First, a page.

A low-noise block converter (LNB) is a low-noise converter that frequency converts the received antenna signals from parabolic antennas focused in the feedhorn. Since satellite services are transmitted in the microwave range between 10.7 GHz and 12.75 GHz, LNB converters must be tuned to this frequency band and convert the microwaves to lower frequencies so that they can be transmitted over high-frequency cables and received in the receiver.
LNBs amplify the received microwaves with high frequency transistors, High Electron Mobility Transistor( HEMT), and select the waves polarized in vertical and horizontal planes with a polarization switch. The gains achieved are in the range of 50 dB to 60 dB. The amplified and selected microwaves are fed to separate mixers and mixed with the local oscillator frequency( LOF). The lower sideband is filtered out as an intermediate frequency(IF), the IF band. The IF frequencies are in the F-band between 950 MHz and 2.150 GHz. These frequencies are available at the output of the LNB and are fed via an antenna cable to the receiver, which selects the individual satellite channels from them. The signal transmitted from the LNB to the receiver is referred to as the IF signal or satellite signal.
The LNB is designed as a single-band LNB for one frequency band, but it can also receive several frequency bands in vertical and horizontal polarization planes. These LNBs are suitable for community antenna systems. The switching of the received polarization plane is done with coaxial relays by means of two DC voltages of 14/18 volts, the switching between the low-band for analog TV and high-band for digital TV with the 22 kHz control signal.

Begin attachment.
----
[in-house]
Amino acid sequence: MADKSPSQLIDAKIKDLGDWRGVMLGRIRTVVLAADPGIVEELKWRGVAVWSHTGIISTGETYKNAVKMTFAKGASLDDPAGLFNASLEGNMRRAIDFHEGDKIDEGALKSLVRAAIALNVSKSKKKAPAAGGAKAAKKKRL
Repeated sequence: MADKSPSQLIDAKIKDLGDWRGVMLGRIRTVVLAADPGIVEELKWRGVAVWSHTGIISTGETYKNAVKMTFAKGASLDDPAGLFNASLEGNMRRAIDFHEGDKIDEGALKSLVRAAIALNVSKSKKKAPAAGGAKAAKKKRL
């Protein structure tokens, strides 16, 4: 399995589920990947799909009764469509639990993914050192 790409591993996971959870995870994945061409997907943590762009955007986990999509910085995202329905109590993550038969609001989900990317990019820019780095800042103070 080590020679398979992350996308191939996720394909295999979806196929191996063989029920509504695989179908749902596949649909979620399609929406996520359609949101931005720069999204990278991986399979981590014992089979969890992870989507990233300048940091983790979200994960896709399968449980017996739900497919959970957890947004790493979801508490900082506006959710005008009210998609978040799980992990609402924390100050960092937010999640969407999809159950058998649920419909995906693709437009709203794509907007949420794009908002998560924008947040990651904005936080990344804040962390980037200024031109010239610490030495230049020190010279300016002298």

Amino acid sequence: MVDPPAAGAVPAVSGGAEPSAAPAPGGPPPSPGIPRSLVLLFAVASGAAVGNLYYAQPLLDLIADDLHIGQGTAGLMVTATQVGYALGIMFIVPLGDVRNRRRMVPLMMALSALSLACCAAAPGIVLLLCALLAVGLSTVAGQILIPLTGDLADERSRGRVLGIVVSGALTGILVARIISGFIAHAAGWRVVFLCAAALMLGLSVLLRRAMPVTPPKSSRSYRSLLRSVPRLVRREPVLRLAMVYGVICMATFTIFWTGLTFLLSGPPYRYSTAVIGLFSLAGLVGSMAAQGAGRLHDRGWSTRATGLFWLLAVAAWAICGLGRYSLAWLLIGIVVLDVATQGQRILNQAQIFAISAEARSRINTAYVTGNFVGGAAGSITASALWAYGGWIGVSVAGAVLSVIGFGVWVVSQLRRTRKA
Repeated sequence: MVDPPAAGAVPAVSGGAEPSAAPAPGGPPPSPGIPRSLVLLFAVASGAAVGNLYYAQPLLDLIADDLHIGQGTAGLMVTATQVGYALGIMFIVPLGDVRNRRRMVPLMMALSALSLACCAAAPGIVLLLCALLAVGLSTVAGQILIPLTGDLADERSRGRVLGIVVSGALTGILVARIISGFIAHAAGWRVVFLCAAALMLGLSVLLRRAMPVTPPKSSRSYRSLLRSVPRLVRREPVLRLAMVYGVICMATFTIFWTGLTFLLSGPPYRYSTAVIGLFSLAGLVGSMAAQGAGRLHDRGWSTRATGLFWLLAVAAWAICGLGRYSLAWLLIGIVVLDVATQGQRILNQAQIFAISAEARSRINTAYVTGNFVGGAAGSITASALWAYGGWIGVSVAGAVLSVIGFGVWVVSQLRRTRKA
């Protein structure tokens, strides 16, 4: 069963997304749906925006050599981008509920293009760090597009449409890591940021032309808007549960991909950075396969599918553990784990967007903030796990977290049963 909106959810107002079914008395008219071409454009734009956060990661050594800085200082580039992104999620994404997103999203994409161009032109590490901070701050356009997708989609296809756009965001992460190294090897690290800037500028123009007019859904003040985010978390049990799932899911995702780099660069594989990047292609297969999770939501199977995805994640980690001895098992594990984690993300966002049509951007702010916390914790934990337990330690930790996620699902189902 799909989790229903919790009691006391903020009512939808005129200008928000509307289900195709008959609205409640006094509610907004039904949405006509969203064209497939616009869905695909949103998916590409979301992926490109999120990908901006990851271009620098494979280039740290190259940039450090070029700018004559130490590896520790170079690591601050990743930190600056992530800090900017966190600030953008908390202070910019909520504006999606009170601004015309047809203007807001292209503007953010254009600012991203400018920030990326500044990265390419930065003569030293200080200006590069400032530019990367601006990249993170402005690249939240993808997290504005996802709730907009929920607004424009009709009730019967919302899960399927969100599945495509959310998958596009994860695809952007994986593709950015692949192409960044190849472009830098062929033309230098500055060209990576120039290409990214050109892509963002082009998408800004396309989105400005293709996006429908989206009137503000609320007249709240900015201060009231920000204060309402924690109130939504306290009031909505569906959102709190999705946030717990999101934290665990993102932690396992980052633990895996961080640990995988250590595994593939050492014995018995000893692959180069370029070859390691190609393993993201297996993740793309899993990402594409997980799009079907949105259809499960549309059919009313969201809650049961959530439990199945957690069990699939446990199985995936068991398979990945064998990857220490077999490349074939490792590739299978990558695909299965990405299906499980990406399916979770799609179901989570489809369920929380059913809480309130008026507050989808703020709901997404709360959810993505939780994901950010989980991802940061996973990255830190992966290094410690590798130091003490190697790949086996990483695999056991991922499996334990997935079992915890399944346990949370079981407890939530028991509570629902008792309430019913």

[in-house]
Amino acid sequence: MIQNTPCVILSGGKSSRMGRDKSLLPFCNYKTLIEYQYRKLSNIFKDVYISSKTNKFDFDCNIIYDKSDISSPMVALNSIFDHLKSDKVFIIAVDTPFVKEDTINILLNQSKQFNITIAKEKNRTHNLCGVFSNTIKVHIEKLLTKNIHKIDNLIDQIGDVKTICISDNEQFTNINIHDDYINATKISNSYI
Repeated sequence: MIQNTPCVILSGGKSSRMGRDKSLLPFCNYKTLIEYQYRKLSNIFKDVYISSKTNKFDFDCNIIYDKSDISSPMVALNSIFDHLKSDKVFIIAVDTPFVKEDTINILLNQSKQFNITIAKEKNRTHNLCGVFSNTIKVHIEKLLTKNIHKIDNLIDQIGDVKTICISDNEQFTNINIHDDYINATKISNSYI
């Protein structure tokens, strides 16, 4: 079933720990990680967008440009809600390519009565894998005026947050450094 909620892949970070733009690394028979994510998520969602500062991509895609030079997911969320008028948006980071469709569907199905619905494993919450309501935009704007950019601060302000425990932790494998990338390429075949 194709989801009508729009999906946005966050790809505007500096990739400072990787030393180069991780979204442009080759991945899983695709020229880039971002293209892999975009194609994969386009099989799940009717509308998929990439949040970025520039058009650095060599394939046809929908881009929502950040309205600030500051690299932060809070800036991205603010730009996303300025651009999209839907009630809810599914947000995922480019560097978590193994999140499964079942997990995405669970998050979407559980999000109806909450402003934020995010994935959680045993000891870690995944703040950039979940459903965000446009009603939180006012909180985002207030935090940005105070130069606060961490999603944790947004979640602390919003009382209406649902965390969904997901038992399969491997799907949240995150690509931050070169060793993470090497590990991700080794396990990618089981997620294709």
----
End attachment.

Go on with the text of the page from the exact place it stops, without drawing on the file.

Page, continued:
The simultaneous reception of several satellites
For the simultaneous reception of several satellites with a single parabolic antenna, there is the so-called multifeed. In this technique, several LNBs are attached to the parabolic reflector, but the parabolic reflector is defocused in order to receive the differently positioned satellites. Because of the defocusing, the multifeed technique can only be used if the satellites are not further than 10 degrees apart.
LNBs are available in a simple universal version as a singleLNB, in a universal double version as a dual LNB, dual band L NB or twin L NB and in a quadruple version as a quad LNB and also as a quattro LNB, whereby the universal refers to the reception of the entire frequency band and thus for analog TV and digital TV.